Tuesday, March 4, 2008

Citigroup May Need Cash as Losses Mount, Dubai Says

Citigroup May Need Cash as Losses Mount, Dubai Says

By Will McSheehy and Matthew Brown

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Citigroup Inc., the biggest U.S. bank, may need additional capital from outside investors as losses stemming from the collapse of the U.S. subprime mortgage market increase, the head of Dubai International Capital LLC said.

Citigroup received $7.5 billion in November from Dubai's neighbor, Abu Dhabi, after record mortgage losses wiped out almost half the company's market value and led to the departure of Chief Executive Officer Charles Prince. The New York-based company said in January it was getting another $14.5 billion from investors, including the governments of Singapore and Kuwait.

``It will take a lot more than that to rescue Citi and other financial institutions,'' said Sameer al-Ansari, the chief executive officer of Dubai International, at a private-equity conference in Dubai today. Dubai International is among the investment funds controlled by Dubai ruler Sheikh Mohammed bin Rashid al-Maktoum.

Citigroup probably will report a first-quarter loss of $1.66 a share after $15 billion of mortgage-related writedowns, Merrill Lynch & Co. analyst Guy Moszkowski said in a report issued today. The company also may have $3 billion of markdowns from loans used to finance leveraged buyouts and commercial real estate, Moszkowski estimates.

Sovereign Funds

Citigroup slumped 54 percent in New York trading during the past 12 months. The stock fell 30 cents today to $22.79 in German trading.

Moszkowski also cut his earnings estimates today for Bank of America Corp., the second-largest U.S. bank by assets, and Wachovia Corp., the country's No. 4 bank, because of the deteriorating credit markets. Both companies are based in Charlotte, North Carolina.

Arab states led by Qatar, Kuwait and the United Arab Emirates, which are loaded with cash from record oil and gas revenue, have purchased stakes in U.S. and European financial institutions, including Merrill Lynch & Co., Morgan Stanley and UBS AG, as losses mounted from the U.S. mortgage market.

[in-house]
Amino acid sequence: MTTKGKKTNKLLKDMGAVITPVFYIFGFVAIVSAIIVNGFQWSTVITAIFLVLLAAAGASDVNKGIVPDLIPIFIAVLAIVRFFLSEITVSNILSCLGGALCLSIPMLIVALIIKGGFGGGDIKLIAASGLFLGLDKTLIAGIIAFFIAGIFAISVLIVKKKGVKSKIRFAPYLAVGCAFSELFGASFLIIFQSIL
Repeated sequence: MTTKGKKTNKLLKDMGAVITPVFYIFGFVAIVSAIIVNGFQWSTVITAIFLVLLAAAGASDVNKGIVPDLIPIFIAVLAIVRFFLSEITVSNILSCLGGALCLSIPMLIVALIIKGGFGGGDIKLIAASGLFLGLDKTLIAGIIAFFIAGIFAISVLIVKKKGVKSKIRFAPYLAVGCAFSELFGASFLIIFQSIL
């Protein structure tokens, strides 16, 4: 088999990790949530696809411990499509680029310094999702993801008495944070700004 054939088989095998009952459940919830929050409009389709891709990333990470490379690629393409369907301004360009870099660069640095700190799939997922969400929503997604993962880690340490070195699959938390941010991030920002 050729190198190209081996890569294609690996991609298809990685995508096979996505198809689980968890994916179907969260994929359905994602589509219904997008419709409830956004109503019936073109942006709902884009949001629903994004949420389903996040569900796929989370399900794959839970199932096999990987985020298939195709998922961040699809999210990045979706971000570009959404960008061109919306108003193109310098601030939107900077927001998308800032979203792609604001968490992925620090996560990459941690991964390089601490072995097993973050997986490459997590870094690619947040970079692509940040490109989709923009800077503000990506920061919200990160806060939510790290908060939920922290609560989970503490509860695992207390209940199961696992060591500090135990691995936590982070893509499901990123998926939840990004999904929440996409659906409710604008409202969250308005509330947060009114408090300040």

In all, banks and securities firms have so far raised about $105 billion from sovereign wealth funds, governments and public investors, according to data compiled by Bloomberg. Dubai International has invested in companies including London-based HSBC Holdings Plc, Europe's biggest bank by market value, and New York-based hedge fund Och-Ziff Capital Management Group LLC.

``Gulf sovereign wealth funds will continue to be interested in the major U.S. financial institutions,'' said Giyas Gokkent, the head of research at National Bank of Abu Dhabi, the third- largest bank in the United Arab Emirates by market value. ``The scope for investments is going to be more limited than what we have seen so far.''

Prince Alwaleed

Qatari Prime Minister Sheikh Hamad bin Jasim bin Jaber al- Thani said Feb. 18 that the emirate is buying shares of Zurich- based Credit Suisse Group and plans to spend as much as $15 billion on European and U.S. bank stocks in the next year.

Abu Dhabi is Citigroup's largest shareholder, ahead of Los Angeles-based Capital Group Cos. and Saudi billionaire Prince Alwaleed bin Talal, Bloomberg data show.

The assets of state-managed funds have increased to $3.2 trillion, fueled by record oil prices and rising currency reserves. Analysts at New York-based Morgan Stanley estimate the funds' assets will reach $12 trillion by 2015.

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